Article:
Concepts and Categories
Foundations for Sociological and Cultural Analysis
by Michael T. Hannan
Pub Date 30 Jul 2019
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by Michael T. Hannan, Gaël Le Mens, Greta Hsu, Balázs Kovács, Giacomo Negro, László Pólos, Elizabeth Pontikes, and Amanda J. Sharkey.
How categorization shapes our understanding of social life
Why do people like books, music, or movies that adhere consistently to genre conventions? Why is it hard for politicians to take positions that cross ideological boundaries? Why do we have dramatically different expectations of companies that are categorized as social media platforms as opposed to news media sites? The answers to these questions require an understanding of how people use basic concepts in their everyday lives to give meaning to objects, other people, and social situations and actions.
In this book, a team of sociologists presents a groundbreaking model of concepts and categorization that can guide sociological and cultural analysis of a wide variety of social situations. Drawing on research in various fields, including cognitive science, computational linguistics, and psychology, the book develops an innovative view of concepts. It argues that concepts have meanings that are probabilistic rather than sharp, occupying fuzzy, overlapping positions in a “conceptual space.” Measurements of distances in this space reveal our mental representations of categories. Using this model, important yet commonplace phenomena such as our routine buying decisions can be quantified in terms of the cognitive distance between concepts. Concepts and Categories provides an essential set of formal theoretical tools and illustrates their application using an eclectic set of methodologies, from micro-level controlled experiments to macro-level language processing. It illuminates how explicit attention to concepts and categories can give us a new understanding of everyday situations and interactions.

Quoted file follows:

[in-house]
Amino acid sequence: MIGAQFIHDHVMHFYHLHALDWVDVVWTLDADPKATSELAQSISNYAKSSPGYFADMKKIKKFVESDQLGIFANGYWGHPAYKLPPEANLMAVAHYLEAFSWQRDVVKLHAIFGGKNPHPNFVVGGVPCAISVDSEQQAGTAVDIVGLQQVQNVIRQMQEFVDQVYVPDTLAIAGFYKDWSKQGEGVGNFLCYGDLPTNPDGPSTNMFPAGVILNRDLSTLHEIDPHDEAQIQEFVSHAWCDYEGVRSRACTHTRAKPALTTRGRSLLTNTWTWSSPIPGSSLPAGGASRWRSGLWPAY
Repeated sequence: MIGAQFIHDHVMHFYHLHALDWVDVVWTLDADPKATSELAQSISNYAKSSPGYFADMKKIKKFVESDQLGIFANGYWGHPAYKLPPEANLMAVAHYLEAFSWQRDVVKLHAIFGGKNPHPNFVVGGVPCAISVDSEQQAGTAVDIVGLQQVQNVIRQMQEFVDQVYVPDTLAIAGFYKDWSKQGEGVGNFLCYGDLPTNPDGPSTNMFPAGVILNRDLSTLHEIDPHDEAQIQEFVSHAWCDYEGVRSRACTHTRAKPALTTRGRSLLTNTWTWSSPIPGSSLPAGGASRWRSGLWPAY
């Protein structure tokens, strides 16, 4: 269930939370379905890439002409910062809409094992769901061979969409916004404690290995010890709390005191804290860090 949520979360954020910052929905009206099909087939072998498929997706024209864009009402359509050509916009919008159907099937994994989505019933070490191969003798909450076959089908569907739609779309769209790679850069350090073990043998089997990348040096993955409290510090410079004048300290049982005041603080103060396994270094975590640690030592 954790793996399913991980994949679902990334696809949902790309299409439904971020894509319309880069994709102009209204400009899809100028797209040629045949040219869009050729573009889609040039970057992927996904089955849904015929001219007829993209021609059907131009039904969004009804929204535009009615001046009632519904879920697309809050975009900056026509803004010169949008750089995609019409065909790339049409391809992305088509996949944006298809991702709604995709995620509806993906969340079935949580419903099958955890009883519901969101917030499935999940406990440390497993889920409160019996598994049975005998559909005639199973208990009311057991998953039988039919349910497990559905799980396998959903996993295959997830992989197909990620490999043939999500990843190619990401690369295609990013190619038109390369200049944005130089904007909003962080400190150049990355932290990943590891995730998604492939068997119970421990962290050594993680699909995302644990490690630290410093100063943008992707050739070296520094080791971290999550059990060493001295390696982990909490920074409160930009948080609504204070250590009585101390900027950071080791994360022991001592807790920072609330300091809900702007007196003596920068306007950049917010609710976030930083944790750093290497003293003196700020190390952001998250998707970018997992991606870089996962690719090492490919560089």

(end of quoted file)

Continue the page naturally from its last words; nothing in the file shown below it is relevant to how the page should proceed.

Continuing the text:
Michael T. Hannan is the StrataCom Professor of Management emeritus and professor emeritus of sociology at Stanford University and professor of organization theory at Durham University Business School.
Gaël Le Mens is professor of behavioral science in the Department of Economics and Business at Pompeu Fabra University.
Greta Hsu is professor of management at the University of California, Davis, Graduate School of Management.
Balázs Kovács is assistant professor of organizational behavior at the Yale University School of Management.
Giacomo Negro is professor of organization and management at Emory University’s Goizueta Business School.
László Pólos is professor of organizational theory at Durham University Business School.
Elizabeth Pontikes is associate professor of organizations and strategy at the University of Chicago Booth School of Business.
Amanda J. Sharkey is associate professor of organizations and strategy at the University of Chicago Booth School of Business.
"This formal foundation of categorization processes represents a massive step forward in our theoretical understanding of categories, their evolution, and how they influence decisions. The authors do an excellent job of motivating these cognitive foundations in terms of their relevance to sociological questions of interest."
-Olav Sorenson, Frederick Frank ’54 and Mary C. Tanner Professor of Management, Yale School of Management